_
_
_
_
_

Biden and López Obrador agree to take measures to tackle migration on US-Mexico border

The two leaders held a telephone conversation in which it was decided to ‘implement concrete measures to significantly reduce irregular crossings’

APEC: Andres Manuel Lopez Obrador and Joe Biden
Joe Biden and Andrés Manuel López Obrador at the White House in July 2022.Sipa USA (Bloomberg)

Irregular immigration has become one of the main headaches for U.S. President Joe Biden as he seeks re-election in the November presidential election. Due to pressure from his Republican rival, Donald Trump, Biden has not been able to push through a law to strengthen the border with Mexico. Aware that the mass crossing of immigrants could punish him at the polls, the U.S. president is looking for alternative ways to stem the flow. Biden spoke Sunday with Mexican President Andrés Manuel López Obrador and agreed to take steps to curb irregular crossings, the White House said in a statement Monday.

The two leaders “discussed how to effectively manage hemispheric migration, strengthen operational efficiency on our shared border, and thereby improve the security and prosperity of citizens of both countries,” according to the joint statement released by the White House.

“In the short term, the two leaders ordered their national security teams to work together to immediately implement concrete measures to significantly reduce irregular border crossings while protecting human rights,” adds the communique, which does not detail what types of measures are being discussed.

Aside from those short-term measures, Biden and López Obrador also pledged to advance initiatives to address the root causes of migration, noting that “increasing shared prosperity and security will be of critical importance in effectively addressing the migration challenge over the longer term.”

For his part, López Obrador said in his morning press conference that the White House had “requested the communication.” The leaders agreed to “keep the border open so that those who carry out their legal procedures can reach the United States,” the Mexican president told reporters at the National Palace, adding that there will be “no, let’s say, irregular, migration.” “Migration was basically the topic… very good relationship with President Biden,” he added.

The bill negotiated by Republicans and Democrats and subsequently torpedoed by Trump would have allocated more than $20 billion to staff and equip immigration and border services. The bill included funding for border patrols, asylum officers, immigration judges, and reception services. It also included a legal amendment that would have allowed Biden to allow “hot returns” — direct deportations at the border without individual examination — by suspending asylum rules when certain thresholds in inflows are exceeded.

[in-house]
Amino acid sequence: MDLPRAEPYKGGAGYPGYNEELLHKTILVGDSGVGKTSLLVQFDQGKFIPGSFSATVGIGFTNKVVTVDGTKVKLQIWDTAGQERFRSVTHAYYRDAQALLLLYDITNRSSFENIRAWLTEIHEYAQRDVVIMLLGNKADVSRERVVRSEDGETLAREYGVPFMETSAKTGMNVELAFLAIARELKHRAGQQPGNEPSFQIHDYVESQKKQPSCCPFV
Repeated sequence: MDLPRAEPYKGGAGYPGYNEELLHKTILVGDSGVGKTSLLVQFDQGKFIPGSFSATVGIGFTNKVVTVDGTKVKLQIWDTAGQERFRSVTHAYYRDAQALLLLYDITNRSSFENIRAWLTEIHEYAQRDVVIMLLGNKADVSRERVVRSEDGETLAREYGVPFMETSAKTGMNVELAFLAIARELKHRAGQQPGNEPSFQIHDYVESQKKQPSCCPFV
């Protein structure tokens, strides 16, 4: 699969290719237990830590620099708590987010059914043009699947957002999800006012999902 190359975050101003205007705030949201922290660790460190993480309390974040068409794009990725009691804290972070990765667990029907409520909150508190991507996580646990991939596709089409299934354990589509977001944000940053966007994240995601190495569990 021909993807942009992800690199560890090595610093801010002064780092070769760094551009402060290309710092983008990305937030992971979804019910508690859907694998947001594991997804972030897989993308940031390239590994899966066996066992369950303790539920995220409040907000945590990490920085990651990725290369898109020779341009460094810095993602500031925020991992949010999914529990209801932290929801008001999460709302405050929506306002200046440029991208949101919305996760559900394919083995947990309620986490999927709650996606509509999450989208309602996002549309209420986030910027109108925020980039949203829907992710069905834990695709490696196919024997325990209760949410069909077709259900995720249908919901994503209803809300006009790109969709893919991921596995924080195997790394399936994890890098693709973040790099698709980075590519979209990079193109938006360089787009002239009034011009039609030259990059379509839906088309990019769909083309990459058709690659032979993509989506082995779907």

The legislation allows immigrants to apply for asylum regardless of how they enter, and they are arriving in such numbers as to overwhelm the capacity of an underfunded immigration system. This effectively allows immigrants to settle while their cases are delayed for years. The law would have triggered immediate repatriation of migrants upon exceeding 5,000 illegal crossings per day on average over a five-day period.

Biden has been analyzing the possibility of passing a decree including measures to make it more difficult for migrants to cross, or to facilitate their expulsion. Among the moves under consideration is invoking powers under Section 212(f) of the Immigration and Nationality Act, which gives the president broad leeway to block the entry of certain immigrants if it is deemed “detrimental” to the national interest.

Trump repeatedly resorted to that clause during his tenure, including in his controversial ban on the entry of travelers from Muslim-majority countries, which Biden repealed after taking office. The Biden administration has discussed whether that provision could be enforced upon exceeding a certain number of illegal crossings, in line with the provision that was included in the proposed law, but without a legal amendment any decree against border crossings will likely be challenged in court.

López Obrador recalled that the U.S. Supreme Court declared the Texas state government’s placement of barbed wire and buoys on the border unconstitutional. In addition, he stated that of the 12,000 migrants that had been arriving at the border daily on average, now half that number are doing so. The Mexican president attributed this drop to the aid programs that Mexico is financing in countries such as Venezuela.

Sign up for our weekly newsletter to get more English-language news coverage from EL PAÍS USA Edition

More information

Archived In

Recomendaciones EL PAÍS
Recomendaciones EL PAÍS
_
_